Breaking taboos around menstruation
Adolescent girls, teachers and parents - are learning about menstrual hygiene management and becoming more comfortable to speak about the normally tabooed topic.
Persistent norms, stigma, misconceptions and taboos around menstruation, continue to lead to exclusion and discrimination of women and girls in Niger. It is not uncommon to hear that ‘if a woman in periods of menstruation touches the seeds, the harvest will not be abundant, a woman in periods of menstruation should not braid her sister, otherwise she will lose her hair; menstruation is a women's affair and a man should not talk about it’.
For many adolescent girls living in the country, menstruation is a big problem — a source of stress, shame, embarrassment, confusion and fear. Many girls do not attend school during their monthly cycles. Frequently, they fall behind in their studies or stop going altogether. Young girls in Niger build their knowledge on menstrual hygiene from their own experience.
With support from UK Government (DFID), through the ‘Accelerating Sanitation, Hygiene and Water for All (ASWA II)’ programme, UNICEF is implementing a Menstrual Hygiene Management (MHM) pilot programme to break the silence and bring change in beliefs and attitudes towards menstruation. It aims to support girls across the country to overcome the barriers that prohibit them from managing menstruation with dignity.
UNICEF kicked off a series of community- and school-focused MHM training of trainers’ workshops for technical WASH staffs from different ministries at national and local levels (WASH, Health, Education) and NGO partners.
“Parents felt too embarrassed to talk about menstruation with their daughter, they feel shame talking about it. Even me, I did not allow my husband to talk about menstrual hygiene to our daughter,” says one of the participants.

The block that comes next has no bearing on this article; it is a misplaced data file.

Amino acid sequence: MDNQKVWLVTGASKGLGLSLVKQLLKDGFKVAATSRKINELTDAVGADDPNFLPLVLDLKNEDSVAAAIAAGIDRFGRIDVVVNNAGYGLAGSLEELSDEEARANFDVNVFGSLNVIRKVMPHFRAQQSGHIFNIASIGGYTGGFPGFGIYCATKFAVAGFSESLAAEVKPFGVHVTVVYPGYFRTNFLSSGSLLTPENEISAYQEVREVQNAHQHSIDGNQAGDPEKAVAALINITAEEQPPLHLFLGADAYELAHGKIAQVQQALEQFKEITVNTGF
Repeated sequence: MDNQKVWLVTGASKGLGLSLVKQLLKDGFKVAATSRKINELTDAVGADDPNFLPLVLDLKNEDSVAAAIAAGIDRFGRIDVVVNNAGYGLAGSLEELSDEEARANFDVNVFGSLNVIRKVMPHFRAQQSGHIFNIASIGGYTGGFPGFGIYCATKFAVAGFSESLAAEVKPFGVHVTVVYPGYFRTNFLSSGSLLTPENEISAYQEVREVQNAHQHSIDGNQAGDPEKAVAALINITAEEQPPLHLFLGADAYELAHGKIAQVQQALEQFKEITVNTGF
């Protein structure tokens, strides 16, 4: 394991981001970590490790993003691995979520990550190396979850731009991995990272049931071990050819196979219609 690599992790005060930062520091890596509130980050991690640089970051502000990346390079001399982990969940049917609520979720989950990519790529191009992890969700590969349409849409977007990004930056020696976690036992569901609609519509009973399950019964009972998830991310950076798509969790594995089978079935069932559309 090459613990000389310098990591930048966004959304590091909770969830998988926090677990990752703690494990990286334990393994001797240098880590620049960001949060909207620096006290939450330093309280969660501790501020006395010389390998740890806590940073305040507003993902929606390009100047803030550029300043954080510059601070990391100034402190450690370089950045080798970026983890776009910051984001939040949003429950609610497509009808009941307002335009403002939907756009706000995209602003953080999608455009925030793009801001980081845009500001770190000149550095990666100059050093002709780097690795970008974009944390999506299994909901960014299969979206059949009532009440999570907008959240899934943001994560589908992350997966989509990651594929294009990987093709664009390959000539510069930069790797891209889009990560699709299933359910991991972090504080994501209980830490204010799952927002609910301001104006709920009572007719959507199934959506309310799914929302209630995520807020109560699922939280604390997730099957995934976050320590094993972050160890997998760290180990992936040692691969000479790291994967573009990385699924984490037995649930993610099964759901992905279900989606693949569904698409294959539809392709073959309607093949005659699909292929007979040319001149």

Throughout the training, participants highlighted the lack of discussion on this important topic. They went through the MHM information guide and tools to equip them with the skills they need to openly speak about and engage conversation around MHM. They are expected to carry out further training sessions upon returning home. Over the next months, adolescent girls from more than 1,000 primary school are expected to be reached through a cascade training.
At school level, UNICEF provided girls with hygiene kits and aims to improve WASH and MHM facilities in schools. Selected adolescent girls were also trained to sensitize and engage discussion with their peers. In Maradi, Zinder and Tahoua regions, more than 3,400 people were trained on MHM in 2018, helping to break taboos that negatively affect girls’ school attendance. This included 500 members of school management committees and mothers’ associations and 2,000 girls and 968 boys in 120 schools.
UNICEF also aims to involve municipalities and local authorities as well as religious and community leaders and parents in the discussions on MHM. Series of communication initiatives were implemented to further raise awareness on MHM. This includes the organization of public debates on radio, the airing of audio sketches and the facilitation of dialogues at community level.
“Given communities’ discomfort and hesitation to discuss these topics, many adolescent girls in Niger have limited knowledge and understanding about menstruation. Now we know what to do from this training and how to react.” Says Tidjani Sadi Issoufou, one of the participants.
“I am very committed to implement MHM training and passing on all that we have learned from this training. People must know the health and hygiene implications of menstruation” he concludes.